In this article, we showed the results of our study on the saddle phenomenon by an analytical model of two markets—early and mainstream—and the relationships between them. This model creates a growth pattern wherein a saddle can be discerned. We tested this model empirically on seven product categories, and in only one (cell phones) was a clear saddle not observed whose length was at least one year. Moreover, of the six remaining products, the partial communication break model of the dual market succeeded in explaining clearly the dropoff in sales in four categories: PCs, VCRs, video games, and cordless phones. Of the two remaining categories (CD players and answering machines), a dual market was observed, yet the model did not yield a dropoff in sales, but rather a clear delay in the adoption process.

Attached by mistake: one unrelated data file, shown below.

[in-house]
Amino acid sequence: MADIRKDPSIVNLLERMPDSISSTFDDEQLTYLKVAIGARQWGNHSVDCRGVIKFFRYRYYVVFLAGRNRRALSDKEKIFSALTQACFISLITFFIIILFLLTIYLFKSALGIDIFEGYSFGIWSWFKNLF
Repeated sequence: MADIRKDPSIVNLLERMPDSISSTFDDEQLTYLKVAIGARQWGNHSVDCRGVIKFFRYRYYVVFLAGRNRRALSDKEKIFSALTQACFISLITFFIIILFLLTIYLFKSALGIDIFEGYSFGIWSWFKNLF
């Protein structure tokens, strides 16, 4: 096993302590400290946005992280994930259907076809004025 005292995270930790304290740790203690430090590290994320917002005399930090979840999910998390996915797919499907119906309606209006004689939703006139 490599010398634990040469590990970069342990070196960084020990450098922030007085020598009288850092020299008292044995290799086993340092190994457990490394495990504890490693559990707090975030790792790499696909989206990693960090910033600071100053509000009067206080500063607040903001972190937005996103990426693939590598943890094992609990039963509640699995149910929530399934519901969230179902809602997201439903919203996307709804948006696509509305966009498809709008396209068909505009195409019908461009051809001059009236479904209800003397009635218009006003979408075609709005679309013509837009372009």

Goldenberg, Jacob, Barak Libai, Eitan Muller, and Renana Peres. "Blazing Saddles: The Early and Mainstream Markets in the High-Tech Product Life Cycle." Israel Economic Review 4, no. 2 (2005): 85-108.
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